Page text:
[tig] More Viper Stuff
Tue Jul 1 21:21:00 BST 2003
Steve Shaw wrote:
> Of interest the Dalsa camera captures 13 bit linear and can be set to
output true .CIN data so things are changing. What I wonder will the Sony
F950 be capable of outputting?
Just one point. We could easily start down a road of "more bits is better".
Reality is often much more complex than that.
For starters, the Dalsa camera uses a single focal-plane sensor with a color
filter array (CFA) generally referred to as a "Bayer Pattern" filter. This
is widely used in single chip video and still cameras. The Bayer CFA takes
a block of four pixels and pust two green filters, one red and one blue in
front of the respective pixels. The raw data off the sensor is useless
without running through a "de-mosaic" algorithm --a low-pass filter,
really-- to come-up with the missing color information. This is not unlike
going from 4:0:0 to 4:2:2 or 4:2:2 to 4:4:4, same sort of technology
involved, FIR filters. There are more elaborate algorithms out there that
attempt to produce better results, however, the real issue is that all of
these solutions (at least the one's I've seen) work great for still
photography ... the minute you introduce moving images things can get
strange. The problem is that the algorithms will produce different results
based on the frequency distribution (detail) on a given frame. As you play
through a sequence of frames the artifacts move!
Anyhow, so, the de-mosaic and filtering process (which must be done in post,
BTW) brings to the table questions/issues. One of them is: what is the true
resolution of an X x Y pixel sensor when, effectively it takes 2 x 2 pixels
to gather all the color information to synthesize one pixel. In addition to
that, the sampling of the colors in a CFA is spatially displaced: the red,
green and blue samples for a pixel are taken at different positions.
More specifically on A/D's. No information has come out on the
specifications of the imager for this camera, so it is hard to quantify any
of it. That's a problem with all contenders for the digital-cinema title,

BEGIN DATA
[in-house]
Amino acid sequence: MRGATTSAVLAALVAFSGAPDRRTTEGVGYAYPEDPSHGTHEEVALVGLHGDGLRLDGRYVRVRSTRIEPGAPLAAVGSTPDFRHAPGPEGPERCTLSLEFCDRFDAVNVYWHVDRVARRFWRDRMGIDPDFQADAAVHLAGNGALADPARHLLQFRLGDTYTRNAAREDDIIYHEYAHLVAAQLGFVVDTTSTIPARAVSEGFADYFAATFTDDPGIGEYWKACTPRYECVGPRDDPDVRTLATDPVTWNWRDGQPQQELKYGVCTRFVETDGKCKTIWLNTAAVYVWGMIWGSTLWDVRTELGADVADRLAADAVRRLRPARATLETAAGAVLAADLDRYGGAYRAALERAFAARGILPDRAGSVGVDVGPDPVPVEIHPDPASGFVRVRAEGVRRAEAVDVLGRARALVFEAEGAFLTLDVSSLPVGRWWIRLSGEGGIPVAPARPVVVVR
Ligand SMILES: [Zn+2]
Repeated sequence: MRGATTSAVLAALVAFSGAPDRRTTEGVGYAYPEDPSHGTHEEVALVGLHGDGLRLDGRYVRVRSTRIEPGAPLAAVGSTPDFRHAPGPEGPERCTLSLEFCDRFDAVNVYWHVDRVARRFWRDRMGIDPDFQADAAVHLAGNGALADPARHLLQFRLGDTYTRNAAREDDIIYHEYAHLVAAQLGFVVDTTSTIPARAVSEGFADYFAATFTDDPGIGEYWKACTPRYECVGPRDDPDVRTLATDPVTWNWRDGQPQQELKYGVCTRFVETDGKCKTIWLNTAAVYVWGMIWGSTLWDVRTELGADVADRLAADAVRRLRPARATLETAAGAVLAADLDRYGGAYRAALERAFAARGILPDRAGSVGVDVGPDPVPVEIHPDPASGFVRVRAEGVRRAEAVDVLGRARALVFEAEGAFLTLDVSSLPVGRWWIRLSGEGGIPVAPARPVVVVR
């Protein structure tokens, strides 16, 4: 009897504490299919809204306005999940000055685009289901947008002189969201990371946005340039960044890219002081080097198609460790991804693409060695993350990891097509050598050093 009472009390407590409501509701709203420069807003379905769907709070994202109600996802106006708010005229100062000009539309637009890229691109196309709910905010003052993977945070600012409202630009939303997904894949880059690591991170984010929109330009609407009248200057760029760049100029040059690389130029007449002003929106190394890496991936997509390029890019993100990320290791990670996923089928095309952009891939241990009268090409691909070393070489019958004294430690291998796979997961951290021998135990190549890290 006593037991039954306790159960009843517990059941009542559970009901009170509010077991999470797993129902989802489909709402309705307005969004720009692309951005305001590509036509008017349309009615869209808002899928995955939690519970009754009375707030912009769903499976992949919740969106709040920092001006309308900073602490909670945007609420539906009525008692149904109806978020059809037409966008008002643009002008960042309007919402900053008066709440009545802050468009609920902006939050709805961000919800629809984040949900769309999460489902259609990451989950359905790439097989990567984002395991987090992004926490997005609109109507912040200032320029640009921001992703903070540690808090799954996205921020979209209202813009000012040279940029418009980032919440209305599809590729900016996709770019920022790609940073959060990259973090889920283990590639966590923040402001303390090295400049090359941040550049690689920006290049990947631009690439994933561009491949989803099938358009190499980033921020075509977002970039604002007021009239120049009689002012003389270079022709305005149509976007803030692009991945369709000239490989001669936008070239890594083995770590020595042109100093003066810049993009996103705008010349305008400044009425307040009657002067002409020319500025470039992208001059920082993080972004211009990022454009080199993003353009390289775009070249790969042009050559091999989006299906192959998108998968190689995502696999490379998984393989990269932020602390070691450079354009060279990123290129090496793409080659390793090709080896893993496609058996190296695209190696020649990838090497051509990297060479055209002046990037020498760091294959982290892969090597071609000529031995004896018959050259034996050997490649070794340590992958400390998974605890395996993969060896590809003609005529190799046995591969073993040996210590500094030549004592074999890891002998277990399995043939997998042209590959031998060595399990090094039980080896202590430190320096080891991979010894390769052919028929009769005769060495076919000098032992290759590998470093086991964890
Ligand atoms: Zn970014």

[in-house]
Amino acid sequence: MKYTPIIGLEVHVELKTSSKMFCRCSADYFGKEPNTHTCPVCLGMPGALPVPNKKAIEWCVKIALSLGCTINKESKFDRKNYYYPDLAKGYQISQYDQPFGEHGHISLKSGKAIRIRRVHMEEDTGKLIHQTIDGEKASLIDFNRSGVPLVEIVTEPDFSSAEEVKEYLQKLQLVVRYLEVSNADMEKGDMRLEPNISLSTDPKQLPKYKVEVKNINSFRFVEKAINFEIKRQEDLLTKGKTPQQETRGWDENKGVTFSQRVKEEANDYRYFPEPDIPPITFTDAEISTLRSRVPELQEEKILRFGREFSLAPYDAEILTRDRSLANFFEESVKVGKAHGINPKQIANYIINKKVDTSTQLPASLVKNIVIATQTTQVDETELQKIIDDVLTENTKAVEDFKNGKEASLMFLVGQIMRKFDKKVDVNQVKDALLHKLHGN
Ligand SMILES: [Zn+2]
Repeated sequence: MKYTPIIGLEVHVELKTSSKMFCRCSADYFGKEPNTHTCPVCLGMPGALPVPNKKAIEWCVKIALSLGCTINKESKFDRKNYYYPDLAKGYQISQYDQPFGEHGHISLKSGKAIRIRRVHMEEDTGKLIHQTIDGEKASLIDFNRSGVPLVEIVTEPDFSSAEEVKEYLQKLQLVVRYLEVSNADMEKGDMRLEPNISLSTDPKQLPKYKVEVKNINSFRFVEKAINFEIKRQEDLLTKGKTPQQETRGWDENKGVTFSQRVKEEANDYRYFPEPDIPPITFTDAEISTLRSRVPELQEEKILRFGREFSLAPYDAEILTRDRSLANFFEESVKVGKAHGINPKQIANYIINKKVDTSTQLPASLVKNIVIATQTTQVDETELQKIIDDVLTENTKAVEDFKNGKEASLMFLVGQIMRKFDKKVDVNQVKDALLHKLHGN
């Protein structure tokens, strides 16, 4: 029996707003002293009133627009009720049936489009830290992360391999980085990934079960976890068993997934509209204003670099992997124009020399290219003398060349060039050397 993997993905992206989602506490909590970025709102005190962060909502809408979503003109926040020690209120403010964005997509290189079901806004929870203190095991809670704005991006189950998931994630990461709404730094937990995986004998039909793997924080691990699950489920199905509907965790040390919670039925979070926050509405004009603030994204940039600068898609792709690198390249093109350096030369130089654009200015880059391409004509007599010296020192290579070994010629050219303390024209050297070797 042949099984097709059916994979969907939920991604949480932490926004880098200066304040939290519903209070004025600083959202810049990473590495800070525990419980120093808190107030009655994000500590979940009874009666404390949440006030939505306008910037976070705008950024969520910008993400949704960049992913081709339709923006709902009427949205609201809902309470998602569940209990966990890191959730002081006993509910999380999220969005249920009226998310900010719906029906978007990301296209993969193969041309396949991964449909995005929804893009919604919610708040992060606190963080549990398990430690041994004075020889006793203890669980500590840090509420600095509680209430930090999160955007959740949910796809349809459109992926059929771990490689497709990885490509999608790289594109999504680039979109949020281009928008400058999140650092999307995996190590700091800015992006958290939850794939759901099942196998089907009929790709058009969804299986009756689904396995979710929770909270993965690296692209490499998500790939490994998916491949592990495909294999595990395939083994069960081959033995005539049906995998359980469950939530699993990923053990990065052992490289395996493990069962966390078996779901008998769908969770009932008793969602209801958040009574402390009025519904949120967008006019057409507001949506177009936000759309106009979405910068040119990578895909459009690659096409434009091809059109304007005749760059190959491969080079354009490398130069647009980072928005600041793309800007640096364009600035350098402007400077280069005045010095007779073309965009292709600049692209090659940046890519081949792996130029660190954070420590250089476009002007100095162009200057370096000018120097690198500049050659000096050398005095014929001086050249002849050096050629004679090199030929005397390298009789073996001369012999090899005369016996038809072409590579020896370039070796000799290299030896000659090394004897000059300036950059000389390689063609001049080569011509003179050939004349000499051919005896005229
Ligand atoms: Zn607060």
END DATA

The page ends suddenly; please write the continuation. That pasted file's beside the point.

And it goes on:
BTW. They need to get off their broadcast mentality and provide real data.
The imager is now the emulsion. How would people feel if Kodak did not
publish technical data on their films?
Let me make an educated guess and place the pixels' full-well capacity at
80,000 electrons. Let' also place the noise floor at 20 electrons, which is
typical for a good CCD. This places the dynamic range at about 72dB, better
the 68dB published in their brochure.
A good indication of first-order A/D steps required is to simply divide the
full-well capacity by the noise floor. In this hypothetical example
80,000/20 = 4,000. A 12 bit A/D (4096 steps) is probably adequate,
particularly if you consider other noise sources.
To look at it a different way, if you digitized with a 12 bit A/D you are
representing 19.5 electrons per A/D step. Up that to a 14 bit A/D and each
A/D step is equivalent to 4.9 electrons. Unless you want to digitize noise
for safekeeping I'm not sure this is necessary.
Also, depending on operating temperature, you'll have a self-generated dark
signal (electrons that will start filling the pixel, even without light
exposure) that could be as high as 2 electrons per frame (50 electrons per
pixel per second).
A further issue --at least for me-- is that, in order to get all of that
data off the chip their current architecture uses twelve (yes 12) A/D
converters. I don't know about you, but having been around pretty high
priced equipment for 20+ years I think it is difficult enough to keep THREE
A/D's tracking perfectly, much less 12 ... particularly if you are not
operating said equipment in a temperature-controlled machine room.
Well, my point is that the number of bits per channel is only superficially
important. We've all seen stunning images on 8 bit RGB computer displays.
The question is where and how the number of bits in question where gotten
and just how true-to-life (as opposed to synthesized) they are.
Here's a link to a fairly high-end Kodak CCD for a point of reference. It
can't do video/cinema frame rates, but is otherwise state of the art.
Apogee Instruments has a nice little intro to CCD technology and the issues
involved: http://www.ccd.com/ccdu.html It is generally geared towards
scientific imaging (generally low frame rates) but is otherwise applicable.
Here's a nice tutorial, again, geared towards Astronomy, but otherwise
For a deeper look into imaging technologies I highly recommend visiting
eCinema Systems, Inc.
martin at ecinemasys.com
ecinema at ieee.org
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